• ‘She also ran up a £7,000 shoe bill and lavished gifts on friends and relations.’
    • ‘In ever greater numbers, collectors lavished their treasures on the museum.’
    • ‘They lavished many gifts on the King, and they praised his advisers for their wisdom in bringing the palace to completion.’
    • ‘They have spent years lavishing their love on scores of disadvantaged and special needs children.’
    • ‘He was riding on the success of the publications of The Happy Prince, Dorian Gray and the staging of Lady Windermere's Fan in 1892, lavishing gifts on his friends.’
    • ‘Did you regret lavishing such care on my education when I used it to sever all dependency as soon as I could?’
    • ‘The Government has also lavished funds on the constituency over the past year and sent a record number of ministers to attend events there.’
    • ‘Over the next three meals, she had steadily turned up the heat, and all he ever did was lavish compliments on the quality and quantity of the food.’
    • ‘He has always enjoyed the champagne lifestyle, wining and dining a succession of girlfriends and lavishing presents on friends.’
    give freely, spend, expend, heap, shower, pour, deluge, give generously, give unstintingly, bestow freely
    blow
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    1. 1.1lavish someone with Give someone generous amounts of:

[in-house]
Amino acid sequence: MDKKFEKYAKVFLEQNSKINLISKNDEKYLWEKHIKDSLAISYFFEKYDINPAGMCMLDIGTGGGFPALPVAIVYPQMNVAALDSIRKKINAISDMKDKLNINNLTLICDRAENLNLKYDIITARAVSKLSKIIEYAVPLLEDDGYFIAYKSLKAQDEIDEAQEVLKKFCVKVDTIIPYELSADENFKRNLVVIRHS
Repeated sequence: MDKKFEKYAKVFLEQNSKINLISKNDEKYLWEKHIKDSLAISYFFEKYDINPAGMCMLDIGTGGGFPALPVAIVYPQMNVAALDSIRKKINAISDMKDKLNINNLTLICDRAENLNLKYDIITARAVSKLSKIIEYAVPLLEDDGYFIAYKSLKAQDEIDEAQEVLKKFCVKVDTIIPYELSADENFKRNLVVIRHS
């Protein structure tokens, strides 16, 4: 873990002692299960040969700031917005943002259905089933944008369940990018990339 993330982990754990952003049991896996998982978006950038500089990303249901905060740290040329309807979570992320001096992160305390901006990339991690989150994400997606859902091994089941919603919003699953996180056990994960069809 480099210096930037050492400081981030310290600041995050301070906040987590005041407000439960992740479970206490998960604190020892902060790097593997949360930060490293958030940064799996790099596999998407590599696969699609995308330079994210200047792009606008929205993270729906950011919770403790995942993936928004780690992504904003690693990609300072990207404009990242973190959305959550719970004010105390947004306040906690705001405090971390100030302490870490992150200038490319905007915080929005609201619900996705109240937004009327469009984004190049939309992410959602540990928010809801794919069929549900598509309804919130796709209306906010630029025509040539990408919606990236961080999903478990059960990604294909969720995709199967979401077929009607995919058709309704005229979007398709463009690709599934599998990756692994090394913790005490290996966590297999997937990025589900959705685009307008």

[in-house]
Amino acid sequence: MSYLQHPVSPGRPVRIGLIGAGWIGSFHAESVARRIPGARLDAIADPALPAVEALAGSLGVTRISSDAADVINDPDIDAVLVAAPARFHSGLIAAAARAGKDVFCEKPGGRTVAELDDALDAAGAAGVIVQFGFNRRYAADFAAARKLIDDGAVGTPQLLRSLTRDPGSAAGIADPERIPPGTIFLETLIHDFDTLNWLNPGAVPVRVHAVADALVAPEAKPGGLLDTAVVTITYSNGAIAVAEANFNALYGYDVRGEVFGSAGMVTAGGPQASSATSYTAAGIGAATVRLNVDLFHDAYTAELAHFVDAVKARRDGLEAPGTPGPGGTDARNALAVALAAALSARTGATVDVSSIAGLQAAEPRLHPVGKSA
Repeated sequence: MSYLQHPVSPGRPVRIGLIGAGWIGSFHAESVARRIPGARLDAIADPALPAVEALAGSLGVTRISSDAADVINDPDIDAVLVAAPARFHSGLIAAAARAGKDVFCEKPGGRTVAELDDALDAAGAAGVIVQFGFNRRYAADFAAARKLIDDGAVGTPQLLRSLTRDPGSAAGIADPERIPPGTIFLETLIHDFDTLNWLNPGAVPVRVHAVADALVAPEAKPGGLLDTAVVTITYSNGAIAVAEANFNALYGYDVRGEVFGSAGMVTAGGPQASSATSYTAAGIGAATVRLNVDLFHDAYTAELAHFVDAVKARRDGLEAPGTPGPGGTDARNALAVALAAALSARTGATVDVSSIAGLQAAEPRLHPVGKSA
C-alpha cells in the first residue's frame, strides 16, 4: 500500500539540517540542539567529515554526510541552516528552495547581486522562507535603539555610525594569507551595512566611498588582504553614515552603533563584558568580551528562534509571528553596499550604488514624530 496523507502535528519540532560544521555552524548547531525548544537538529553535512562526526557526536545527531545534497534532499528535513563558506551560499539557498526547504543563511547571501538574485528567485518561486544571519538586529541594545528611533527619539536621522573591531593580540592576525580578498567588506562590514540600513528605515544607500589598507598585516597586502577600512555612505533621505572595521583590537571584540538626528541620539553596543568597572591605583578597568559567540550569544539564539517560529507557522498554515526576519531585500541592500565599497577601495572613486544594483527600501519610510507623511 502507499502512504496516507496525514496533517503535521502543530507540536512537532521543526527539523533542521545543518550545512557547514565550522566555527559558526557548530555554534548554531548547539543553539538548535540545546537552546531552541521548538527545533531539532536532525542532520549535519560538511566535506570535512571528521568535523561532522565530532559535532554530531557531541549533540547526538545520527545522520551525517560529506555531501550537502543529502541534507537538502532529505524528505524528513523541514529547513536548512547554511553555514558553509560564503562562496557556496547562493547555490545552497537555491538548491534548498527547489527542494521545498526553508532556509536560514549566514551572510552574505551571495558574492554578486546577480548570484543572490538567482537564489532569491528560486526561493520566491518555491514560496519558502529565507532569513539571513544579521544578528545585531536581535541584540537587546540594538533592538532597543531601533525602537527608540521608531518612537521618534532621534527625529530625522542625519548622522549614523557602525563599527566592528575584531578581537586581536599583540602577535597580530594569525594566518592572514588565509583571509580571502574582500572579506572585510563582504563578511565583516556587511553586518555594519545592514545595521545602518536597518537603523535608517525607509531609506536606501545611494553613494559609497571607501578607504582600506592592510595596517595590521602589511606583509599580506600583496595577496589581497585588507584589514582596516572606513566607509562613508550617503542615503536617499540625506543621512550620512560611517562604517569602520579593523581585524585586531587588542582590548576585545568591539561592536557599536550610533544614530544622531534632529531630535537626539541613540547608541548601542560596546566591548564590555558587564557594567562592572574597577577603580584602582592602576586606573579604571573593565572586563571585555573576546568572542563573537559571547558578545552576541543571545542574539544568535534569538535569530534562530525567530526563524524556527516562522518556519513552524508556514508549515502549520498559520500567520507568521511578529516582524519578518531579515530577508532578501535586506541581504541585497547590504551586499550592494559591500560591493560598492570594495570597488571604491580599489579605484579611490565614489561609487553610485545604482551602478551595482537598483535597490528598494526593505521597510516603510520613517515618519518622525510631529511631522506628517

‘he was lavished with gifts’
      • ‘Nicky works in the evening as an insurance claims handler - she admits that she lavishes Lewis with too much attention during the day.’
      • ‘She sits and doesn't make a fuss, expecting him to solve all her problems and come back, lavishing her with attention at his exhibition which is the sole purpose of the visit.’
      • ‘I lavished Max with attention in order to avoid eye contact.’
      • ‘Enchanted by her presence, he lavishes her with attention.’
      • ‘One moment, he was lavishing her with affection, blessing her with his openness.’
      • ‘As a child, Jenna experienced love as inconsistent - she would be lavished with affection, then suddenly her parents would withdraw into their own worlds.’
      • ‘He has been suggested for the Nobel Peace Prize, is supported by more than 80 percent of the French public, and even his enemies are lavishing him with praise.’
      • ‘But he had always been a sentimental kid at heart, and was probably just jealous because I wasn't lavishing him with attention for a change.’
      • ‘And again - if I've only met you once, six months ago, there are limits to how willing and able I will be to lavish you with praise and encouragement.’
      • ‘If the universe hasn't lavished you with extravagance lately, use this week's Mercurian energy to add some major extensions to your wish list.’

Origin

Late Middle English (as a noun denoting profusion): from Old French lavasse deluge of rain, from laver to wash, from Latin lavare.

Pronunciation

lavish

/ˈlavɪʃ/